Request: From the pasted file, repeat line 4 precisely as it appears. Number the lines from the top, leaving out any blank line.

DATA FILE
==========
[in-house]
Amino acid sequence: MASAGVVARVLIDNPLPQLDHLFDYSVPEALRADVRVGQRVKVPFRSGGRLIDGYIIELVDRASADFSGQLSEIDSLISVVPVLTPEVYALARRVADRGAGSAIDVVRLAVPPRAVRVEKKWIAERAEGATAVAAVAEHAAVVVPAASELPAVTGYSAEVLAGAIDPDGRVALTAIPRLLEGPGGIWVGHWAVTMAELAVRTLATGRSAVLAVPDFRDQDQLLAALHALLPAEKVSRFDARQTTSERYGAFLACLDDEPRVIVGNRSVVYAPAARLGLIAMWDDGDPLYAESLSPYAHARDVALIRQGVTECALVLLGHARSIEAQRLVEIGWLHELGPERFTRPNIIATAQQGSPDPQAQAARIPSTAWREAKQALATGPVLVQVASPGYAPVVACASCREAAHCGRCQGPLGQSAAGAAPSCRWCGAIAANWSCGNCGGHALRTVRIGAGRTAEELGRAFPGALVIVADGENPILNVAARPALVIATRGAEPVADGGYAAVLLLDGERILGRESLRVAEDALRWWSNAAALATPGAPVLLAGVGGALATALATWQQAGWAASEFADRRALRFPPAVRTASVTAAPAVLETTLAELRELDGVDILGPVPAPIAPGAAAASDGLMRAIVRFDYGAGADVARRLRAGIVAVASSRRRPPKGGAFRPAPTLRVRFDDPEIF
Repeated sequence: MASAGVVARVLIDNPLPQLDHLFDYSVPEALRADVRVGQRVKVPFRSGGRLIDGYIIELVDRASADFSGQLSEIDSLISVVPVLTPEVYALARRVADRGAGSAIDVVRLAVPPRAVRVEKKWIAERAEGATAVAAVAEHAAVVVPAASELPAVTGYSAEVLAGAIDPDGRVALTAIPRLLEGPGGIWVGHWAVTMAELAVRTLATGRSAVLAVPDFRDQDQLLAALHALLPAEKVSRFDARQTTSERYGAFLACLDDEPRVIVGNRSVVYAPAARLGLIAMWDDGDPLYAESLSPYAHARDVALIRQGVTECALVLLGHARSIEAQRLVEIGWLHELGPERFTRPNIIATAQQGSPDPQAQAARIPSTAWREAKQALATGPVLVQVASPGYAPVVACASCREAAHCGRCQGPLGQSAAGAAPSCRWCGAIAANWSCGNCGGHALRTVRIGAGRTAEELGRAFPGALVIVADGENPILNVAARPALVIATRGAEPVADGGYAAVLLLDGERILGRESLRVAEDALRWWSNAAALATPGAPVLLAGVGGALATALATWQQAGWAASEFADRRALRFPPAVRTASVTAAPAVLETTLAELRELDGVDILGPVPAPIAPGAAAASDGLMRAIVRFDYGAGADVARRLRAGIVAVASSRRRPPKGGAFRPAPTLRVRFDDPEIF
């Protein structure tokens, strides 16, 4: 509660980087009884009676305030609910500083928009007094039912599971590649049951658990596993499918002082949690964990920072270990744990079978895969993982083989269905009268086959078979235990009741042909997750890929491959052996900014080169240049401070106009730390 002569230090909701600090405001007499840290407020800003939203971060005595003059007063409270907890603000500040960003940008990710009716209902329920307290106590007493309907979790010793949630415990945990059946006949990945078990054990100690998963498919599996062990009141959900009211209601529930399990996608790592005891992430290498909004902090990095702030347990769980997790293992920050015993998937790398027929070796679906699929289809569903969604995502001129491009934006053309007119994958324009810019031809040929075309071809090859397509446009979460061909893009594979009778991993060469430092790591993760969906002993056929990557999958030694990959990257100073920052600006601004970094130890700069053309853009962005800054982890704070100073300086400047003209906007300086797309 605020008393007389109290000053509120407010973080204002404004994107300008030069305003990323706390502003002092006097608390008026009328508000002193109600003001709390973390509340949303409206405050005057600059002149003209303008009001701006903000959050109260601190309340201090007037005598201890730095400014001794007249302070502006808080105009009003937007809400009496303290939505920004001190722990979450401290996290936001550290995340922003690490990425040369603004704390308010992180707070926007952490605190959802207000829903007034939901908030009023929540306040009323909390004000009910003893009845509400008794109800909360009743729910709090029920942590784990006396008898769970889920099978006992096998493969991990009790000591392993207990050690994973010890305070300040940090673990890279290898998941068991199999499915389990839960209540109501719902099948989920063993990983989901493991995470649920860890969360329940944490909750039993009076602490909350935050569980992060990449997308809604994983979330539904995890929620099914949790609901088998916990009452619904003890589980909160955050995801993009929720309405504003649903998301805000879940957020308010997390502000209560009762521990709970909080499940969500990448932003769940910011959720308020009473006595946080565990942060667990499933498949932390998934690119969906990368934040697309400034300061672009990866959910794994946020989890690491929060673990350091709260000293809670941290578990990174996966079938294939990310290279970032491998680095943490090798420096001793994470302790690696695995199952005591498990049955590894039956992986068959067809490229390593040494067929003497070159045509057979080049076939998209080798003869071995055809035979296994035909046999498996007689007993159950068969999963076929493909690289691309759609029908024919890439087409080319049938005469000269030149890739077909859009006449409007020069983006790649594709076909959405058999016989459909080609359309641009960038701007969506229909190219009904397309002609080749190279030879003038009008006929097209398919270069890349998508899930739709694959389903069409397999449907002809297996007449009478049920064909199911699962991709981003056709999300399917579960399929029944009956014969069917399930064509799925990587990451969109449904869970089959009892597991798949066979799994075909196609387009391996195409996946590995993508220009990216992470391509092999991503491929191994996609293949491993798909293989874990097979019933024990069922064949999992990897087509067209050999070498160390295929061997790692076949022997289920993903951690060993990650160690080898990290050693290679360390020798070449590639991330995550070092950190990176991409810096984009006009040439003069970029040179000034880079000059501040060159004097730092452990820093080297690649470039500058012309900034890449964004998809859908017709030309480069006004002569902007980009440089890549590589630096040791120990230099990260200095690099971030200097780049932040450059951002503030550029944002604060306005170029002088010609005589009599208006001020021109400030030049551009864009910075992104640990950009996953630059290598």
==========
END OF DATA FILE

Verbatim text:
């Protein structure tokens, strides 16, 4: 509660980087009884009676305030609910500083928009007094039912599971590649049951658990596993499918002082949690964990920072270990744990079978895969993982083989269905009268086959078979235990009741042909997750890929491959052996900014080169240049401070106009730390 002569230090909701600090405001007499840290407020800003939203971060005595003059007063409270907890603000500040960003940008990710009716209902329920307290106590007493309907979790010793949630415990945990059946006949990945078990054990100690998963498919599996062990009141959900009211209601529930399990996608790592005891992430290498909004902090990095702030347990769980997790293992920050015993998937790398027929070796679906699929289809569903969604995502001129491009934006053309007119994958324009810019031809040929075309071809090859397509446009979460061909893009594979009778991993060469430092790591993760969906002993056929990557999958030694990959990257100073920052600006601004970094130890700069053309853009962005800054982890704070100073300086400047003209906007300086797309 605020008393007389109290000053509120407010973080204002404004994107300008030069305003990323706390502003002092006097608390008026009328508000002193109600003001709390973390509340949303409206405050005057600059002149003209303008009001701006903000959050109260601190309340201090007037005598201890730095400014001794007249302070502006808080105009009003937007809400009496303290939505920004001190722990979450401290996290936001550290995340922003690490990425040369603004704390308010992180707070926007952490605190959802207000829903007034939901908030009023929540306040009323909390004000009910003893009845509400008794109800909360009743729910709090029920942590784990006396008898769970889920099978006992096998493969991990009790000591392993207990050690994973010890305070300040940090673990890279290898998941068991199999499915389990839960209540109501719902099948989920063993990983989901493991995470649920860890969360329940944490909750039993009076602490909350935050569980992060990449997308809604994983979330539904995890929620099914949790609901088998916990009452619904003890589980909160955050995801993009929720309405504003649903998301805000879940957020308010997390502000209560009762521990709970909080499940969500990448932003769940910011959720308020009473006595946080565990942060667990499933498949932390998934690119969906990368934040697309400034300061672009990866959910794994946020989890690491929060673990350091709260000293809670941290578990990174996966079938294939990310290279970032491998680095943490090798420096001793994470302790690696695995199952005591498990049955590894039956992986068959067809490229390593040494067929003497070159045509057979080049076939998209080798003869071995055809035979296994035909046999498996007689007993159950068969999963076929493909690289691309759609029908024919890439087409080319049938005469000269030149890739077909859009006449409007020069983006790649594709076909959405058999016989459909080609359309641009960038701007969506229909190219009904397309002609080749190279030879003038009008006929097209398919270069890349998508899930739709694959389903069409397999449907002809297996007449009478049920064909199911699962991709981003056709999300399917579960399929029944009956014969069917399930064509799925990587990451969109449904869970089959009892597991798949066979799994075909196609387009391996195409996946590995993508220009990216992470391509092999991503491929191994996609293949491993798909293989874990097979019933024990069922064949999992990897087509067209050999070498160390295929061997790692076949022997289920993903951690060993990650160690080898990290050693290679360390020798070449590639991330995550070092950190990176991409810096984009006009040439003069970029040179000034880079000059501040060159004097730092452990820093080297690649470039500058012309900034890449964004998809859908017709030309480069006004002569902007980009440089890549590589630096040791120990230099990260200095690099971030200097780049932040450059951002503030550029944002604060306005170029002088010609005589009599208006001020021109400030030049551009864009910075992104640990950009996953630059290598």